The city of Carlsbad, California, is supporting the Carlsbad Energy Center Project (CECP) repowering, after opposing it in the past, due to changes made to the project to make it more compatible with its coastline location.
Filed with the California Energy Commission on March 4 by a local association that has intervened in this case was some 2010 testimony from the city opposing the project, which involves repowering of the existing Encina plant. But NRG Energy (NYSE: NRG) spokesman David Knox said March 6 that this opposition from the city has since been resolved, in part because the project has been redesigned to minimize the impact of the repowered project on the Pacific Coast viewshed. The city now fully supports the project, he added.
(An earlier version of this story inadvertently implied that the earlier opposition from the city was still the case.)
The Carlsbad City Council in January 2014 approved an agreement that will result in a more environmentally friendly, lower profile “peaker” plant in Carlsbad in exchange for a guarantee that the old power plant is torn down and land along Carlsbad Boulevard is freed up for uses more appropriate for the coast.
The California Energy Commission committee assigned to conduct this proceeding has scheduled a March 18 prehearing conference and an April 1-2 evidentiary hearing. The CECP was approved by the commission in 2012 (the 2010 city testimony was part of that earlier proceeding), as a 540-MW natural-gas combined-cycle power generator. It would have consisted under that prior configuration of two power blocks, each having one rapid-response combustion turbine generator (CTG), one heat recovery steam generator (HRSG), one condensing steam turbine generator (STG), an air-cooled fin-fan cooler, and associated support equipment.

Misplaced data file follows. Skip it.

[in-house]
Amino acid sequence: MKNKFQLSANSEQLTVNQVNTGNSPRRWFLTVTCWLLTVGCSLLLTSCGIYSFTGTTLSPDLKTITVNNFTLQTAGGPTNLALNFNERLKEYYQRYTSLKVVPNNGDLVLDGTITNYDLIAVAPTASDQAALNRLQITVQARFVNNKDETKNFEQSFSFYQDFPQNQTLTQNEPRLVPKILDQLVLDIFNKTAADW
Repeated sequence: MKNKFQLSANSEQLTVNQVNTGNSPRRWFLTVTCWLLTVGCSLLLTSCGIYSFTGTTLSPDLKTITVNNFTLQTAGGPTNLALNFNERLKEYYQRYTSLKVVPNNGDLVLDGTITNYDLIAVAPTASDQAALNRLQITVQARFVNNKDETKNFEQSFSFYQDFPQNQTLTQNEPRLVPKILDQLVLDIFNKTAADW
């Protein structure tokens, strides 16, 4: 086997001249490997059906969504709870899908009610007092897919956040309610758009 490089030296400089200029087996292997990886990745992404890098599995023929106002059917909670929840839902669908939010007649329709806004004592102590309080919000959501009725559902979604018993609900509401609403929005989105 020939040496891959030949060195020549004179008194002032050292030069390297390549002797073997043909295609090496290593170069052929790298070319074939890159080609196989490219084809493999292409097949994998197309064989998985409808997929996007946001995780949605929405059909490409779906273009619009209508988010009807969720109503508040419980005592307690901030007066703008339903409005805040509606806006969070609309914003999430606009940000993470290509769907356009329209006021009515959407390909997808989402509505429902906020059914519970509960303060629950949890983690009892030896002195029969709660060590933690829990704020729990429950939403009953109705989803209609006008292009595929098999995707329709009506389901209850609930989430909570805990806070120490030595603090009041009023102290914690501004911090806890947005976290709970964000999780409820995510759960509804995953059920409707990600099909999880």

Two 2014 amendment petitions are being considered together in this new proceeding:
- The first seeks permission to demolish three above-ground storage tanks – tanks 1 and 2 to the west of the rail corridor, and tank 4 to the south of the approved project boundary. Those tanks would be demolished in addition to tanks 5–7 on the approved project site; tanks 5–7 were approved for demolition in the 2012 commission decision. Knox said demolition of the oil tanks was one of the factors in gaining city support for the project.
- The second petition would change the project to consist of six simple-cycle turbine generators producing about 632 MW in total. The project site would be expanded to include the storage tank (tank 4) area to the south of the presently approved area, adding seven acres to the approved 23 acre facility. A new administration and control building and a warehouse would be added on the site.
The project owner and petitioner, Carlsbad Energy Center LLC, is an indirect subsidiary of NRG Energy.